It was assumed that Spotify would final go public in 2017 not only because the timing was right in its growth, but mostly because of pressure from investors to get their money back. Rumor has it that the company is considering delaying its IPO until 2018, and that could cause the company a world of financial hurt if MBW and Techcrunch has it right.
The company feels that the extra time would allow it look better financially on paper than it does now. Plus, since it’s still negotiating license renewals from the major labels, there’s a cost uncertainty that could potentially decrease its stock price.
That’s easier said than done, according to the article. Spotify raised around $1 billion last year from a number of investors, but the terms were harsh, especially if an IPO is delayed.
According to the sources, the company is paying a 5% interest rate on the investment, in addition to a 20% discount on shares should the company IPO. That’s all well and good, but the interest increases by 1% every six months that the company fails to go public. That’s not all; the discount on the IPO shares increase by 2.5% every extra six months after the first year.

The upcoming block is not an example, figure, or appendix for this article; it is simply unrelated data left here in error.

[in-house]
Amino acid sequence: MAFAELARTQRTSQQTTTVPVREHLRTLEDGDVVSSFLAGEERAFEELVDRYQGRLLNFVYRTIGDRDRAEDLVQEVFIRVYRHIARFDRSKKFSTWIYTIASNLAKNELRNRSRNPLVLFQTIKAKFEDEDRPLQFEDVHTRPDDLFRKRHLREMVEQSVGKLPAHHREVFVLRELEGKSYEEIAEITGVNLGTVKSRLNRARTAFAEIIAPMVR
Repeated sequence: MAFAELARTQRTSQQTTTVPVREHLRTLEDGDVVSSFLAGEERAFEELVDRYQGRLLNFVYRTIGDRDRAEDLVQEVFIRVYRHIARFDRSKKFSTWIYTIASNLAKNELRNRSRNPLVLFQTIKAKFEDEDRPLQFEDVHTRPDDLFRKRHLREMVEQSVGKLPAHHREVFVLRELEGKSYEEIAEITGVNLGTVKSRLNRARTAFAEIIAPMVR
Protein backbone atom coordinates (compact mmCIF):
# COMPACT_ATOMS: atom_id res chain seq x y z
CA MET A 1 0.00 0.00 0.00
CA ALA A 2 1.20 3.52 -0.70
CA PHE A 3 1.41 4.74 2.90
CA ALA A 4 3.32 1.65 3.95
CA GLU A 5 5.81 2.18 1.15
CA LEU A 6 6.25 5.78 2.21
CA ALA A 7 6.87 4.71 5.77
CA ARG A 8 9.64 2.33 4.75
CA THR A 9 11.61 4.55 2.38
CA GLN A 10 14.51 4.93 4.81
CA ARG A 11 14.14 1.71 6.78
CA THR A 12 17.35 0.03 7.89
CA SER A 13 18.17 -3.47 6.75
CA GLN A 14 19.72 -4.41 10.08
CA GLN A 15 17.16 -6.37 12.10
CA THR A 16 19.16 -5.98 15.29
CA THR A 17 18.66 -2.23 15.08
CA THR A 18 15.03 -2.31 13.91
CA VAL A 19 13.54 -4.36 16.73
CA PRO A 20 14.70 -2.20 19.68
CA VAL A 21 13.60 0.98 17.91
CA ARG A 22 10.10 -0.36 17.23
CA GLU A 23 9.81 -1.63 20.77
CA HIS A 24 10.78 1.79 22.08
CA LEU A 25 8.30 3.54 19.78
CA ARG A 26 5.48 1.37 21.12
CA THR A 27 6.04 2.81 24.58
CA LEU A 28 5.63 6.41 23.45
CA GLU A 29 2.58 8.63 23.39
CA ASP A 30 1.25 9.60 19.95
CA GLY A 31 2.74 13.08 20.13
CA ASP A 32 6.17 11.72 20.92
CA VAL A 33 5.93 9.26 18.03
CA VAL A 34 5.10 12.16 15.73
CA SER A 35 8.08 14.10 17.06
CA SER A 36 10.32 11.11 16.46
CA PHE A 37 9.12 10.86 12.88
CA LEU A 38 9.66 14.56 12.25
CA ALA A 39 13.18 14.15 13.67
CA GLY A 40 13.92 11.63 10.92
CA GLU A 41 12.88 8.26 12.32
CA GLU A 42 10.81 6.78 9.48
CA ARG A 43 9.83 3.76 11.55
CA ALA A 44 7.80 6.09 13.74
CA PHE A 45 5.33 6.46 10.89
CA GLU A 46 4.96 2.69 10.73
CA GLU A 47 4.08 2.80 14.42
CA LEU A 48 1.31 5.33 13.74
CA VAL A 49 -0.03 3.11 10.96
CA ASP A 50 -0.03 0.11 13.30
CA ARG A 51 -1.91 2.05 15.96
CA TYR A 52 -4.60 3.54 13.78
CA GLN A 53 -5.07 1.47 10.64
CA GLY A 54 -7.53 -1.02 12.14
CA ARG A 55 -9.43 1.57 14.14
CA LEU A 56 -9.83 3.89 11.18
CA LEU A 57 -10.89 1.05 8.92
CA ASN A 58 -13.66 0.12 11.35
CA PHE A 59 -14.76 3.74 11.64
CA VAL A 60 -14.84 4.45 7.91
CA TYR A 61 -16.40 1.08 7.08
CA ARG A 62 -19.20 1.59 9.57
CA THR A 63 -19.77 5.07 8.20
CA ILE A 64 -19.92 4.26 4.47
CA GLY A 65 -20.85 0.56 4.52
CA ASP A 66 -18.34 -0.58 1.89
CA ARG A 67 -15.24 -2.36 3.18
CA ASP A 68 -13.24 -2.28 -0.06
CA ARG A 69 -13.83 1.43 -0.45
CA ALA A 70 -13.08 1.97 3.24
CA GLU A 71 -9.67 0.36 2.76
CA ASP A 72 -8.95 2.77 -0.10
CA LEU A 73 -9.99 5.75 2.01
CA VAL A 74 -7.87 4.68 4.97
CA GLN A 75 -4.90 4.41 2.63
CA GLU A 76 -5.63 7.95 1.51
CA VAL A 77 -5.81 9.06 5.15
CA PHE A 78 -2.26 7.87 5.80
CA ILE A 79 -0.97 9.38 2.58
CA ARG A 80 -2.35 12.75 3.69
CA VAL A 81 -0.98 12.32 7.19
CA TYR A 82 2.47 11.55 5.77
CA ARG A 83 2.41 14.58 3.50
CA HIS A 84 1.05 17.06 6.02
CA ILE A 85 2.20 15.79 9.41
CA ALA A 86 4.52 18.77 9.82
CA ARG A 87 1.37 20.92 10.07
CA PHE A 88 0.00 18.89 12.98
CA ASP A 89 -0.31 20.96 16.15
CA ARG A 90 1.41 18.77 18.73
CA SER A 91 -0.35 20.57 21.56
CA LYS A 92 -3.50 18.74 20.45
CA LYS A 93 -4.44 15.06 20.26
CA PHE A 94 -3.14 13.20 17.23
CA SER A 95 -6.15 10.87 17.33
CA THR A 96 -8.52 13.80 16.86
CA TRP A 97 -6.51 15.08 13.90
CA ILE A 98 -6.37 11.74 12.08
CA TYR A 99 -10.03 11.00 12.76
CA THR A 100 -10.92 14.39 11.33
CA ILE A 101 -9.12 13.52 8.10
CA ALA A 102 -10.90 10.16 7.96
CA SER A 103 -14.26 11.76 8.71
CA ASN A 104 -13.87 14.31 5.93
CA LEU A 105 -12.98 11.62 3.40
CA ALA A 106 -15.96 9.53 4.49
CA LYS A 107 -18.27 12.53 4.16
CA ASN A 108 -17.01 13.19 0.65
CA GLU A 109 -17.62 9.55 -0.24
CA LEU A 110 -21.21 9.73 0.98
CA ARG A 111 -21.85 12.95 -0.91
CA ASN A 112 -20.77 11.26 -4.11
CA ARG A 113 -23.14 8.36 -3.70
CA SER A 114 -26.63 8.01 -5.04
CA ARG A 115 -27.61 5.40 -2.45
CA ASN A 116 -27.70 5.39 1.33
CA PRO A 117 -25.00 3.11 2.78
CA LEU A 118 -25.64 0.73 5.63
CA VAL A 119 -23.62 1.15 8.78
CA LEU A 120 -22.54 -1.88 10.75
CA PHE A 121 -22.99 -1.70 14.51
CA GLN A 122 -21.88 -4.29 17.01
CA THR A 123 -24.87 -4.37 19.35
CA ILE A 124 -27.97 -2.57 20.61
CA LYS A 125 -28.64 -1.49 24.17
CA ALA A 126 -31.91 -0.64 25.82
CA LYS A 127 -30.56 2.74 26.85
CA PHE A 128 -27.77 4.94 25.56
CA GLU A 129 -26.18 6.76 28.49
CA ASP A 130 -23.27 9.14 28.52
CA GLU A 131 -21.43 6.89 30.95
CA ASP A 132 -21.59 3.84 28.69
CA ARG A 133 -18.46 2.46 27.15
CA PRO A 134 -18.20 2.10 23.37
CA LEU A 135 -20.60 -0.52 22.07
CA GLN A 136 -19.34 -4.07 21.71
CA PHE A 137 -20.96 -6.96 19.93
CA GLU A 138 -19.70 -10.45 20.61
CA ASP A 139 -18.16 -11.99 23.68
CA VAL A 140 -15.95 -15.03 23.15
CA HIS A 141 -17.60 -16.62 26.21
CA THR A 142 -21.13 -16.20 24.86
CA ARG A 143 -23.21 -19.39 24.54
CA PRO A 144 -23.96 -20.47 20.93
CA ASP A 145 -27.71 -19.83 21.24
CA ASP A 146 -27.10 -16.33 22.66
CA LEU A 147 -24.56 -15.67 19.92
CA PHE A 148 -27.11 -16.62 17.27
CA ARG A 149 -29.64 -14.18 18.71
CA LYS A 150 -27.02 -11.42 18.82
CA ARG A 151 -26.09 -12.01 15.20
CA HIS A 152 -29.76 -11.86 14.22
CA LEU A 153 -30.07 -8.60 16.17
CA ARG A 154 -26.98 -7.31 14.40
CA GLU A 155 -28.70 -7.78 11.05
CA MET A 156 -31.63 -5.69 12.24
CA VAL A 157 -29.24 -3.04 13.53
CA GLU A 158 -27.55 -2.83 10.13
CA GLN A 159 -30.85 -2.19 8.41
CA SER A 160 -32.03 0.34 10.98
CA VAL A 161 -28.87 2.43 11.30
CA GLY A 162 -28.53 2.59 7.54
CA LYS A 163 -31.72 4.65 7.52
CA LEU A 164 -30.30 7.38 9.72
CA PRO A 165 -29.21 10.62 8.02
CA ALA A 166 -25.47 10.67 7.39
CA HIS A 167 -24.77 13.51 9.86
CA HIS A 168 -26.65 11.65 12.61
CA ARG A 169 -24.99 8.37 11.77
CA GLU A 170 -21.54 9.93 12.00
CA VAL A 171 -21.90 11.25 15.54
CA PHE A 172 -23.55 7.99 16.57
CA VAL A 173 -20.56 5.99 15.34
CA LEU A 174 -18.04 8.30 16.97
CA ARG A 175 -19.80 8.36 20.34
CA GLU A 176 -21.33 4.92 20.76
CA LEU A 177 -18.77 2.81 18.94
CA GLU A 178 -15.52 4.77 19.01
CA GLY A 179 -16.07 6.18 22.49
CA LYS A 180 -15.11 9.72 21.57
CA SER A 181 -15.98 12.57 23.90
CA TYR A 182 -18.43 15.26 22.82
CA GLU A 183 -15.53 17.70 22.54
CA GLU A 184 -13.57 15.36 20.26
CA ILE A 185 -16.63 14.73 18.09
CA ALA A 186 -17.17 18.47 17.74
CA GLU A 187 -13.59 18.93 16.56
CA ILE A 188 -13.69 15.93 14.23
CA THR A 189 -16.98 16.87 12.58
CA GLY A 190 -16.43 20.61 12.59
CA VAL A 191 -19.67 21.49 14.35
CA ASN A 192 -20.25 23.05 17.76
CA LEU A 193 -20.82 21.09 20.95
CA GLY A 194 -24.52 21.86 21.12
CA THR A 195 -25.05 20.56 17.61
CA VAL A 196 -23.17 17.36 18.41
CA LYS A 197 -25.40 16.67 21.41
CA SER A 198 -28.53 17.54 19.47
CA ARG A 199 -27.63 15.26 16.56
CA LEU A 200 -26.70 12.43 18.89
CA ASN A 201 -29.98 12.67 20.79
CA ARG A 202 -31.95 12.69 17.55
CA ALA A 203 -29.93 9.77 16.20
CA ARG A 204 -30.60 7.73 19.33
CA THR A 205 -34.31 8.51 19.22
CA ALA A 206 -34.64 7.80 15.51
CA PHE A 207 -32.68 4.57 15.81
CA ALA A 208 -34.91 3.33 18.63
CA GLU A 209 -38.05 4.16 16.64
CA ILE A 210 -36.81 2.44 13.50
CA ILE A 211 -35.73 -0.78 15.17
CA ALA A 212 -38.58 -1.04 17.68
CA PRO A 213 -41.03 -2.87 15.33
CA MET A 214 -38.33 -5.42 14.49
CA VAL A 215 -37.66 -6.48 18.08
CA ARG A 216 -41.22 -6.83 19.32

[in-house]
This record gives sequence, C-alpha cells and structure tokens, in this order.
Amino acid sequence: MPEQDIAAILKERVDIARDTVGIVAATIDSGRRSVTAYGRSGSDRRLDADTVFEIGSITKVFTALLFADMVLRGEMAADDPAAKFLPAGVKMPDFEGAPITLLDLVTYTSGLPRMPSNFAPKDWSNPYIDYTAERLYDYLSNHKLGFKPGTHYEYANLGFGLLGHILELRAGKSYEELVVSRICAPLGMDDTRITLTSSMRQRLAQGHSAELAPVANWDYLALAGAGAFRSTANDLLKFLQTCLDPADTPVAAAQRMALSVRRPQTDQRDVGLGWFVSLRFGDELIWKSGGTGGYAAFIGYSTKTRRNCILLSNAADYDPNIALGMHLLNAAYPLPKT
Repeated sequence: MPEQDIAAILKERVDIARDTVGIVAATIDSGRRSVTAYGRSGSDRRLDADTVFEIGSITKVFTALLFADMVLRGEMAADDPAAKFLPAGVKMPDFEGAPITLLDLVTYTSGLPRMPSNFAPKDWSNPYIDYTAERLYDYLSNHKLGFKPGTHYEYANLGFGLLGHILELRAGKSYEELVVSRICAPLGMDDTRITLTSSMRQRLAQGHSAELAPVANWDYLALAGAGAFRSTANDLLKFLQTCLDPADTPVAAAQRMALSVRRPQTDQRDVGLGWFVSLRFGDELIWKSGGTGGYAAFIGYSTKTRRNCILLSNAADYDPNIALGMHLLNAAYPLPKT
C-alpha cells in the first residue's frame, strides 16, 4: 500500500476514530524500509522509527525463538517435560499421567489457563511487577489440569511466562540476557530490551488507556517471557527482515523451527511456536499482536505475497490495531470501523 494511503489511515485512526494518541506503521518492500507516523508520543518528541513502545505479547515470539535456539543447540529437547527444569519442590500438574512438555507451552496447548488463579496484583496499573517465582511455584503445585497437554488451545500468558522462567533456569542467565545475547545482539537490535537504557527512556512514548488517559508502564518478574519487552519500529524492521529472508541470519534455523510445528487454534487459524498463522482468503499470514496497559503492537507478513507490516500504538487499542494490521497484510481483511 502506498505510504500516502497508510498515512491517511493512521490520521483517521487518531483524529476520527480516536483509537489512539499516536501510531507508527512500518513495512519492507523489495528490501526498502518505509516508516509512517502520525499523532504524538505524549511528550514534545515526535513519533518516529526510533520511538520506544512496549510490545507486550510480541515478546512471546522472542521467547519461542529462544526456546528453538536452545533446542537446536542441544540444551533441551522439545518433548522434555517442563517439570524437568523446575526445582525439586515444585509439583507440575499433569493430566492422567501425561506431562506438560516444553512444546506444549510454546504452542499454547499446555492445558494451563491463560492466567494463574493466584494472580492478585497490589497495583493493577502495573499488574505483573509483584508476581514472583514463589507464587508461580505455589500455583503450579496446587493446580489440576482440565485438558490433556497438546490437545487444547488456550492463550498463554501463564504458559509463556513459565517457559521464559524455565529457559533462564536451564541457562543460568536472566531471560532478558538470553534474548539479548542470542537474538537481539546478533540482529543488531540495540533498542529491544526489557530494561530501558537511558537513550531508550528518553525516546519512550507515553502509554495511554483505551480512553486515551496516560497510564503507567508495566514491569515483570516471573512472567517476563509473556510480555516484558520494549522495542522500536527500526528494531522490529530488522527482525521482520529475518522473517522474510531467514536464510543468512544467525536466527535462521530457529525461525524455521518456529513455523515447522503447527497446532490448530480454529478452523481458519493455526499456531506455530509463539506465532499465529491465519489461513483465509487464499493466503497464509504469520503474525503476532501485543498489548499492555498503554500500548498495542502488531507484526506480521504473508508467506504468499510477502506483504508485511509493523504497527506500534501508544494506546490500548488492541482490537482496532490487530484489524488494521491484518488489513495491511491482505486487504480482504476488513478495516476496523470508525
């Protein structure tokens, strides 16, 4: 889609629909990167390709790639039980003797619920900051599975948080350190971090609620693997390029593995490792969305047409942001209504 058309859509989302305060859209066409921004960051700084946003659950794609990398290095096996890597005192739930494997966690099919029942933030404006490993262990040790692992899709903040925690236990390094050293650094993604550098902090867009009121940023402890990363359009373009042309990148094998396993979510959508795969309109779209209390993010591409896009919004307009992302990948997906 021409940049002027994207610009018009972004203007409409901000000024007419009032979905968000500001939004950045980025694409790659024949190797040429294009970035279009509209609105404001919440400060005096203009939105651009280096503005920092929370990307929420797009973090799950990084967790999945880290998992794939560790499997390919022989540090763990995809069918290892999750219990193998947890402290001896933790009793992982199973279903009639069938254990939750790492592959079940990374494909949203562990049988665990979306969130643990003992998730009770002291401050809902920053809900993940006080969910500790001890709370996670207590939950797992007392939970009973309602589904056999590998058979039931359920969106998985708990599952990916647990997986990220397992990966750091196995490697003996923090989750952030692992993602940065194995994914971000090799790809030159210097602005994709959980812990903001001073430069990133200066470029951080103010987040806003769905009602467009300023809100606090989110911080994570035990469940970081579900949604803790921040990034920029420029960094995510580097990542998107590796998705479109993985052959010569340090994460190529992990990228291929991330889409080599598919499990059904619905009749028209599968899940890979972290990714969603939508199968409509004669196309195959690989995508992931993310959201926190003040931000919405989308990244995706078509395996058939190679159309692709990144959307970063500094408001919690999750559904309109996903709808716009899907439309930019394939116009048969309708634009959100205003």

What does this mean in real numbers? If Spotify delays its IPO until the beginning of 2018, it would cost the company another $115 million just in interest. Not only that, it will cost the company another $250 million in shares, or another 3% of the company as well.
Spotify is caught between a rock and hard place financially. If it goes public now, its share price will suffer because its balance sheet won’t look as good. If it delays the IPO until the balance sheet looks better, it will cost the company in terms of increased interest (which the IPO revenue will presumably cover) and losing additional equity in the company.
This is the stuff that financial engineers live for. The public just wants it cheaper. Artists, labels and publishers just want a bigger piece of the pie. The investors and insiders just want a big payday. In the end, who do you think wins?